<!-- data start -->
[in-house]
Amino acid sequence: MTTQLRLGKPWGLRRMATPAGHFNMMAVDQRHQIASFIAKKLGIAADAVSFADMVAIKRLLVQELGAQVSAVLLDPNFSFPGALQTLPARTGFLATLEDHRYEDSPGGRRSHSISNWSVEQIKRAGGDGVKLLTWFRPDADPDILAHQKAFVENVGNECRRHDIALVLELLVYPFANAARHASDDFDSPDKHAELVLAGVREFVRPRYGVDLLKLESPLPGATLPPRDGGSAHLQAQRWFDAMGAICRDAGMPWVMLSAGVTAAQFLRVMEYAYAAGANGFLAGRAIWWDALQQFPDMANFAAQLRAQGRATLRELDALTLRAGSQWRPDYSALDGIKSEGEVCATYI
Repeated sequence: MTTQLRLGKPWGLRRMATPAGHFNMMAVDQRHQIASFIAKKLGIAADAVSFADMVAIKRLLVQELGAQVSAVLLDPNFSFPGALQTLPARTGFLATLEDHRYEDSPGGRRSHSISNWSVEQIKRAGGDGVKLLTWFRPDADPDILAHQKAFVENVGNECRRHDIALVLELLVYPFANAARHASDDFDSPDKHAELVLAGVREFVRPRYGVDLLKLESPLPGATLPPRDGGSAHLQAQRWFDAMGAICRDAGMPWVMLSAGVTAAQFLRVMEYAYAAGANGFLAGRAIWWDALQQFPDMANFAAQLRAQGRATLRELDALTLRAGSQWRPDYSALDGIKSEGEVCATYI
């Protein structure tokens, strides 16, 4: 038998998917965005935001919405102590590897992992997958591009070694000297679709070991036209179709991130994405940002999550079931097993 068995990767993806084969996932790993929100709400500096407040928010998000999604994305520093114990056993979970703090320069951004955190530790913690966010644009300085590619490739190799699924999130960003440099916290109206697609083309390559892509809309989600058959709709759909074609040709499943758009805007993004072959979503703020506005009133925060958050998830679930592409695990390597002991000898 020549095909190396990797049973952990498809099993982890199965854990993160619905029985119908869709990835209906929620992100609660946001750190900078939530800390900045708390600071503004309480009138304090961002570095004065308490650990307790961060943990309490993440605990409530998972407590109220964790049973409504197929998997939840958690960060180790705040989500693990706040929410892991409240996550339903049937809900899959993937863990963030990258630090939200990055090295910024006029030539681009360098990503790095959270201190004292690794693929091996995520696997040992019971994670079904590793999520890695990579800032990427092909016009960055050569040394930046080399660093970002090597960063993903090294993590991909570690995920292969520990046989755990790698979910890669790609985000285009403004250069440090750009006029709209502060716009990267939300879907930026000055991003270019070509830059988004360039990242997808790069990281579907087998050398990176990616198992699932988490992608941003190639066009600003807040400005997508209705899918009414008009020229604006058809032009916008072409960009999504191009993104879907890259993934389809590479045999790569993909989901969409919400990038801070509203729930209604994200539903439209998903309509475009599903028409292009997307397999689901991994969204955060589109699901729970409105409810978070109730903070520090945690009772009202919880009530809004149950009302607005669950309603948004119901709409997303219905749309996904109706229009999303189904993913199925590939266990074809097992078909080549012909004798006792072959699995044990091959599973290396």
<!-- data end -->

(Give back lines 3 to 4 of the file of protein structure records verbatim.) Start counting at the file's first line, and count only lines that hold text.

Repeated sequence: MTTQLRLGKPWGLRRMATPAGHFNMMAVDQRHQIASFIAKKLGIAADAVSFADMVAIKRLLVQELGAQVSAVLLDPNFSFPGALQTLPARTGFLATLEDHRYEDSPGGRRSHSISNWSVEQIKRAGGDGVKLLTWFRPDADPDILAHQKAFVENVGNECRRHDIALVLELLVYPFANAARHASDDFDSPDKHAELVLAGVREFVRPRYGVDLLKLESPLPGATLPPRDGGSAHLQAQRWFDAMGAICRDAGMPWVMLSAGVTAAQFLRVMEYAYAAGANGFLAGRAIWWDALQQFPDMANFAAQLRAQGRATLRELDALTLRAGSQWRPDYSALDGIKSEGEVCATYI
């Protein structure tokens, strides 16, 4: 038998998917965005935001919405102590590897992992997958591009070694000297679709070991036209179709991130994405940002999550079931097993 068995990767993806084969996932790993929100709400500096407040928010998000999604994305520093114990056993979970703090320069951004955190530790913690966010644009300085590619490739190799699924999130960003440099916290109206697609083309390559892509809309989600058959709709759909074609040709499943758009805007993004072959979503703020506005009133925060958050998830679930592409695990390597002991000898 020549095909190396990797049973952990498809099993982890199965854990993160619905029985119908869709990835209906929620992100609660946001750190900078939530800390900045708390600071503004309480009138304090961002570095004065308490650990307790961060943990309490993440605990409530998972407590109220964790049973409504197929998997939840958690960060180790705040989500693990706040929410892991409240996550339903049937809900899959993937863990963030990258630090939200990055090295910024006029030539681009360098990503790095959270201190004292690794693929091996995520696997040992019971994670079904590793999520890695990579800032990427092909016009960055050569040394930046080399660093970002090597960063993903090294993590991909570690995920292969520990046989755990790698979910890669790609985000285009403004250069440090750009006029709209502060716009990267939300879907930026000055991003270019070509830059988004360039990242997808790069990281579907087998050398990176990616198992699932988490992608941003190639066009600003807040400005997508209705899918009414008009020229604006058809032009916008072409960009999504191009993104879907890259993934389809590479045999790569993909989901969409919400990038801070509203729930209604994200539903439209998903309509475009599903028409292009997307397999689901991994969204955060589109699901729970409105409810978070109730903070520090945690009772009202919880009530809004149950009302607005669950309603948004119901709409997303219905749309996904109706229009999303189904993913199925590939266990074809097992078909080549012909004798006792072959699995044990091959599973290396």